And of course, there’s many extensions to that; doing outreach like we’re doing now. There is, following our recent annual threat assessment that the DNI provided to Congress, helping to ensure that the American public understands exactly the threats that our nation is facing, what our intelligence agencies are doing to protect them and give them a confidence that US policy is based upon really solid intelligence and where we lack. where there’s gaps, that those are made clear. And so overseeing this both production and how we provide our product to senior policymakers really is the the the core of my job as the NIO for North Korea.
MICHAEL MORELL: Syd, you’ve been to North Korea. What’s it like to visit?
SYD SEILER: I remember my first trip to North Korea was during the Madeleine Albright visit. Secretary of State Madeleine Albright visited in October of 2000 and having worked the issue for a number of decades already, it was an issue, if you can imagine, working on a topic, a current topic for which you have absolutely no opportunity to actually enter the country and get a direct feel for it.
It was fascinating to be able to go in and confirm many of the things, many of the assumptions that I had about North Korea, to revise a number of them, to bring a human face to an academic understanding, understand the importance of individuals, understand the importance of culture. North Korea in October 2000 was in the middle of an arduous march. A country that had been transformed by the collapse of the Cold War structure, had suffered some natural disasters, particularly it’s either floods one year or drought the next. And it was really a country that you get a sense that every North Korean is a survivor. They’re surviving a very harsh environment. And so going there and getting a feel for that really deep in my appreciation for what you might call the ontological dimensions of North Korea.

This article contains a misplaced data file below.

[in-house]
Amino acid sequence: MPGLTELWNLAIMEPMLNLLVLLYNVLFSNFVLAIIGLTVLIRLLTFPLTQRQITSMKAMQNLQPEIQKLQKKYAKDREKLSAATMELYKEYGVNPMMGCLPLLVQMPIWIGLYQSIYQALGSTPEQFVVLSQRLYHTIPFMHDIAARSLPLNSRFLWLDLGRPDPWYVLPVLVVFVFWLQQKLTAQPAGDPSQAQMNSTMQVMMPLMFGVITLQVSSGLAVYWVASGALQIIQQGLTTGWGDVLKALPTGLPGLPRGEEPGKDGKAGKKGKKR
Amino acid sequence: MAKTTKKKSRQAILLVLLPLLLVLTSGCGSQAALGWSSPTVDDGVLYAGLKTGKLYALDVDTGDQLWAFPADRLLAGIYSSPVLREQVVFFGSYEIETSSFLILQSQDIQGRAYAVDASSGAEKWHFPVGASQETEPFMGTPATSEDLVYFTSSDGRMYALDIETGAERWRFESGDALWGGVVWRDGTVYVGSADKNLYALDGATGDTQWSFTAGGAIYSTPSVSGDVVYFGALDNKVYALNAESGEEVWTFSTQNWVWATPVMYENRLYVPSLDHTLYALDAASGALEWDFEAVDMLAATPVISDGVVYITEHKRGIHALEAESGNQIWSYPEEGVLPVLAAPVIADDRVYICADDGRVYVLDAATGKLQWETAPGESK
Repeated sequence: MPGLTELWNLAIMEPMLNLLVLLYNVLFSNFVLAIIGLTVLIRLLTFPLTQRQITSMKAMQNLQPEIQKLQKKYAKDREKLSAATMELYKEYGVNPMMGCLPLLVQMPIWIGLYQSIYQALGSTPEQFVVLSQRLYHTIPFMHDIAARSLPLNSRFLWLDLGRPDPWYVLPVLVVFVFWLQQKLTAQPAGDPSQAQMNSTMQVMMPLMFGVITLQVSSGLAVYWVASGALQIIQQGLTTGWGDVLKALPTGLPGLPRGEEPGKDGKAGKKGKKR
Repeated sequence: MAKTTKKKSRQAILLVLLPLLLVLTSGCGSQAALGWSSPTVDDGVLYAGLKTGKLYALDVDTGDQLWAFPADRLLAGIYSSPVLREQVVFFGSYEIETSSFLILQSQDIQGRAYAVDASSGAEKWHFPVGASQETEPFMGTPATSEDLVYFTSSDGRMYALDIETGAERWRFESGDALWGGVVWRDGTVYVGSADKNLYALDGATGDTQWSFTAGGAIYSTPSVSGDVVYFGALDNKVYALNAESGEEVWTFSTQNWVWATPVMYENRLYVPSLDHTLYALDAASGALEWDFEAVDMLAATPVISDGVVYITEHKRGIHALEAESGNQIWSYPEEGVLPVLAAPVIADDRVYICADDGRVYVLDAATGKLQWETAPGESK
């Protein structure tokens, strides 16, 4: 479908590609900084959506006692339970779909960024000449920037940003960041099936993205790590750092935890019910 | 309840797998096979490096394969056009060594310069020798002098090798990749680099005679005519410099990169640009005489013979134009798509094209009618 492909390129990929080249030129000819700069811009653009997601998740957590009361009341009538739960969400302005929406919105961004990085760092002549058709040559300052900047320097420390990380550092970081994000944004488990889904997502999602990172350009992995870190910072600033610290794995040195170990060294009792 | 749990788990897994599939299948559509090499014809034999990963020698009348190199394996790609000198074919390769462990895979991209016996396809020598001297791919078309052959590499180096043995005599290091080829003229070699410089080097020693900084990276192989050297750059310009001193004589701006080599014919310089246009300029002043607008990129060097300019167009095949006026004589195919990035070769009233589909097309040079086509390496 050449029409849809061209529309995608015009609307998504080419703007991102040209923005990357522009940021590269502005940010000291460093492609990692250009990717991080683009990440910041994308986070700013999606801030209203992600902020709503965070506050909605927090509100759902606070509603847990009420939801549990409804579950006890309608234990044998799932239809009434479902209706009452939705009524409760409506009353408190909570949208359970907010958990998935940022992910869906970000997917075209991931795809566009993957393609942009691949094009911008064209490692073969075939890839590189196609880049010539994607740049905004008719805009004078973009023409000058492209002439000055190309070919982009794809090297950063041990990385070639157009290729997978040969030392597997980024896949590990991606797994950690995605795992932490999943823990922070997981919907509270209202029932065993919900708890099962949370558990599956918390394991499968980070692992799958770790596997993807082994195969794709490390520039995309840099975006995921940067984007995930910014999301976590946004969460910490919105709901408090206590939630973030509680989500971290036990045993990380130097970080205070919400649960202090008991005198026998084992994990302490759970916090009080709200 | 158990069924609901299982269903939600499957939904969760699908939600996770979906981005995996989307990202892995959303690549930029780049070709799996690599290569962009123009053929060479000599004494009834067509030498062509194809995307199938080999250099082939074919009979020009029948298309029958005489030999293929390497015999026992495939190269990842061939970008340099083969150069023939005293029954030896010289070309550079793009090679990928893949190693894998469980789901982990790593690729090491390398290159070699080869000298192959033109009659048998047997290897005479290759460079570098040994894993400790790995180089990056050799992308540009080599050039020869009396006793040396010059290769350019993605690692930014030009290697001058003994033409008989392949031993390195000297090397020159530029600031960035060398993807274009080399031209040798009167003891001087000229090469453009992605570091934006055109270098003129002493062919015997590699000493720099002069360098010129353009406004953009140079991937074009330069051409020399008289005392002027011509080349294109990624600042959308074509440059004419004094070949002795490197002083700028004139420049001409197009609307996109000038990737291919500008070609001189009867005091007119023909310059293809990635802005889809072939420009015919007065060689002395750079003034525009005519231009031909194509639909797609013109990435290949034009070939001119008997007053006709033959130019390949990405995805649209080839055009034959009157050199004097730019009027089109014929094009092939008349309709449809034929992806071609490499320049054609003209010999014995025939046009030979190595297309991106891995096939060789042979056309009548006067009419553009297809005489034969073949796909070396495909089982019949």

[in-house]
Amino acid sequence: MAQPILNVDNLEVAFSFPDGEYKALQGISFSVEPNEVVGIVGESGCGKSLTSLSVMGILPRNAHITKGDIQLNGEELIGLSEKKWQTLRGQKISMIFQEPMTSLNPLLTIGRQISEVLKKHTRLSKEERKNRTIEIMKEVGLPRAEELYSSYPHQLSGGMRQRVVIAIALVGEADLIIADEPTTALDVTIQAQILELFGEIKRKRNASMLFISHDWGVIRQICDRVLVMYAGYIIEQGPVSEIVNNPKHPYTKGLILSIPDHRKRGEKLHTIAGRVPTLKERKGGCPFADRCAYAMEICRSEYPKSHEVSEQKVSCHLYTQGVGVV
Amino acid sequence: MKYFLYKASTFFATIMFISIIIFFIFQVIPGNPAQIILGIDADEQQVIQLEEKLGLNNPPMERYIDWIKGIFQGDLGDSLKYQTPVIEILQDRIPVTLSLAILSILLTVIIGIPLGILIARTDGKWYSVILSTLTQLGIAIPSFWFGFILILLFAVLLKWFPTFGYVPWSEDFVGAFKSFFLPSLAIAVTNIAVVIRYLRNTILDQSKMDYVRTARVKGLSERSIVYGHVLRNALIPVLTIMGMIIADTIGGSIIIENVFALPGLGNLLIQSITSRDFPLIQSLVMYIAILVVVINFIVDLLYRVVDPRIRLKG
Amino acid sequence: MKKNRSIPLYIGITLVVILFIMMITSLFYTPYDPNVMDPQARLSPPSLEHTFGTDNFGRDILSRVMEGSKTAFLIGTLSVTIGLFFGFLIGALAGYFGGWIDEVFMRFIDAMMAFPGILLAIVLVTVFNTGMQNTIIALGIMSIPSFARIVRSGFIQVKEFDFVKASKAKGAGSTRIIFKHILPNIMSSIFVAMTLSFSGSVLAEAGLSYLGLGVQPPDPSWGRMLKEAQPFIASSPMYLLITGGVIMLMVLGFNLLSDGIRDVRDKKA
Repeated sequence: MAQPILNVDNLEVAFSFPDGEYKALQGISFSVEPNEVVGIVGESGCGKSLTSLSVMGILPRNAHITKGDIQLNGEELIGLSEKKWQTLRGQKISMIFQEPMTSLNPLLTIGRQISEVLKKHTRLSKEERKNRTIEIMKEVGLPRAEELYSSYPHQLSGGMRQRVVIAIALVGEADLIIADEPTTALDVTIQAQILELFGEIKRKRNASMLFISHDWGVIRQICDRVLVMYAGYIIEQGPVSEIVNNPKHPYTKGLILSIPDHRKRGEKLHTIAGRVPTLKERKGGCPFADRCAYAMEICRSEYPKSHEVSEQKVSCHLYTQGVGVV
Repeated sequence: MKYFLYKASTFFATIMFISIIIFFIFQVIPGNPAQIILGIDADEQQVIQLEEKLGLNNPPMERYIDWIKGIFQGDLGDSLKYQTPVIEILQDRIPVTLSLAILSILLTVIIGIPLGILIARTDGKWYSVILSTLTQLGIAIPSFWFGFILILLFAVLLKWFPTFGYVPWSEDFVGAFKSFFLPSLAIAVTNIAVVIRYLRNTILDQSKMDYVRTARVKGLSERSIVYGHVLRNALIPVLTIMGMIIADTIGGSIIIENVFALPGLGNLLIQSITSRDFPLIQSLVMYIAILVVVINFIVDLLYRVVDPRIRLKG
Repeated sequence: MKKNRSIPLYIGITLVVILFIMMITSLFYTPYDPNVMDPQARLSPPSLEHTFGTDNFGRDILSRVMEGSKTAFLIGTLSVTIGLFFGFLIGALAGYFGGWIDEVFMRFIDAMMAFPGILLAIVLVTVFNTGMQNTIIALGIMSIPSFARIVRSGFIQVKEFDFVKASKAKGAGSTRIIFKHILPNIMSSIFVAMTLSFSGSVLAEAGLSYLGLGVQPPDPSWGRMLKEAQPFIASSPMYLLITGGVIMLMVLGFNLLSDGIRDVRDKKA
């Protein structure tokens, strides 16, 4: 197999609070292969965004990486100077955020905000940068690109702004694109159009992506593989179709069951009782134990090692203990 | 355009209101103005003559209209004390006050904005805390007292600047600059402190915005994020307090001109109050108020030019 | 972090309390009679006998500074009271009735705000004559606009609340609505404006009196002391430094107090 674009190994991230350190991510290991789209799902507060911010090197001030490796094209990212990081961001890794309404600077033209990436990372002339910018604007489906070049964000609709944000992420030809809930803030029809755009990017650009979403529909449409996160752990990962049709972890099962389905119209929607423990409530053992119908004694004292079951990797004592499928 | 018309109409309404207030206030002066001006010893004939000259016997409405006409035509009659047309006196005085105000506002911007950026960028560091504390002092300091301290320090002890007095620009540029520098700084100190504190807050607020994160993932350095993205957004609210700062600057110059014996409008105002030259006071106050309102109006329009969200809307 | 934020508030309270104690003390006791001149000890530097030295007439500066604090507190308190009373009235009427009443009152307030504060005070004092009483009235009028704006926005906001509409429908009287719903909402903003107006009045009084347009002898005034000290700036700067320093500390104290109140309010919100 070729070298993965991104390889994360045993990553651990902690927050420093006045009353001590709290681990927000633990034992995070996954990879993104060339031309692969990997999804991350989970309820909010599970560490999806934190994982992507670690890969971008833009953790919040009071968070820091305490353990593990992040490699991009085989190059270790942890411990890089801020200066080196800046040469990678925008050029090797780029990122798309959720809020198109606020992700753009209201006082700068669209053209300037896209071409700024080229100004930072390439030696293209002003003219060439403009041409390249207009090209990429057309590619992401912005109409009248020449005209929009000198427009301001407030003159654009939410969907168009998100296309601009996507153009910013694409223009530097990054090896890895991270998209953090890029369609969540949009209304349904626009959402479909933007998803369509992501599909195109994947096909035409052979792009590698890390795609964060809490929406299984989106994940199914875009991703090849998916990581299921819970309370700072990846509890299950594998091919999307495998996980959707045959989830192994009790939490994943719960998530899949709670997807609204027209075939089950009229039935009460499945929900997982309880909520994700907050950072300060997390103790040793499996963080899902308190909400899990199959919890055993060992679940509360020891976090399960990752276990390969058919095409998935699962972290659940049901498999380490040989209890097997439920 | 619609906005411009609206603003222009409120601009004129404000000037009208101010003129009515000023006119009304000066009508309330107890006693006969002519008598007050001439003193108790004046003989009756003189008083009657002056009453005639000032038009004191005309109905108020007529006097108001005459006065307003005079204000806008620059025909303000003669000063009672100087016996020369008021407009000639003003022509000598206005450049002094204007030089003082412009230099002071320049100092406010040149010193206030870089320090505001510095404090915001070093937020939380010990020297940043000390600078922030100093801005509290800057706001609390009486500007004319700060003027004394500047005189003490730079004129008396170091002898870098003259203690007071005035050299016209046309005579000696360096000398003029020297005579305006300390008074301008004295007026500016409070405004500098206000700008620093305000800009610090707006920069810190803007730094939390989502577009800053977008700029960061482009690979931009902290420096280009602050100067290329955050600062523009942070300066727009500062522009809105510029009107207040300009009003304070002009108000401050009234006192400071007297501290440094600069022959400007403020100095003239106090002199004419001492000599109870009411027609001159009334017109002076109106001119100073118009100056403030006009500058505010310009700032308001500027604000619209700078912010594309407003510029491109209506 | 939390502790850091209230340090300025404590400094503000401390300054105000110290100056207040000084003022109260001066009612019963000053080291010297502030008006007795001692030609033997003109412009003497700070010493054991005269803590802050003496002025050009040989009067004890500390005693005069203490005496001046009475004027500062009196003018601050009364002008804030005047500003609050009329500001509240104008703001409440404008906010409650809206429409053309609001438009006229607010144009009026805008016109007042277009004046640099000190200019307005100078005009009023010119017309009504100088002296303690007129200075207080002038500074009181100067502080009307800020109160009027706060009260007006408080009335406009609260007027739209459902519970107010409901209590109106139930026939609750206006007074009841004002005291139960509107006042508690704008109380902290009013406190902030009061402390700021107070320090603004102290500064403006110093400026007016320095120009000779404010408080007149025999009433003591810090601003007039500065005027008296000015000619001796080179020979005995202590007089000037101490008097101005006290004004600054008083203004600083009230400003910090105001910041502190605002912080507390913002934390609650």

What is it that makes North Korea different? We always hear this – Is Kim rational or his father irrational? It’s not a matter of rationality or irrationality. It’s a rationality that’s based upon a different ontological nature to the regime. And going there in person really helped me understand that over my visits.
MICHAEL MORELL: Have you been to one of those highly choreographed children’s performances where they tell the history of North Korea in one of those massive stadiums?
SYD SEILER: I did. In fact, my first experience was during the Secretary Albright visit, when she attended that event, I actually had the the opportunity to go as kind of a mini-advance party together with diplomatic security, to do the pre-event, kind of look at the facilities and walk into a stadium filled with about 130,000 people staring at you in absolute silence. It was a very eerie feeling.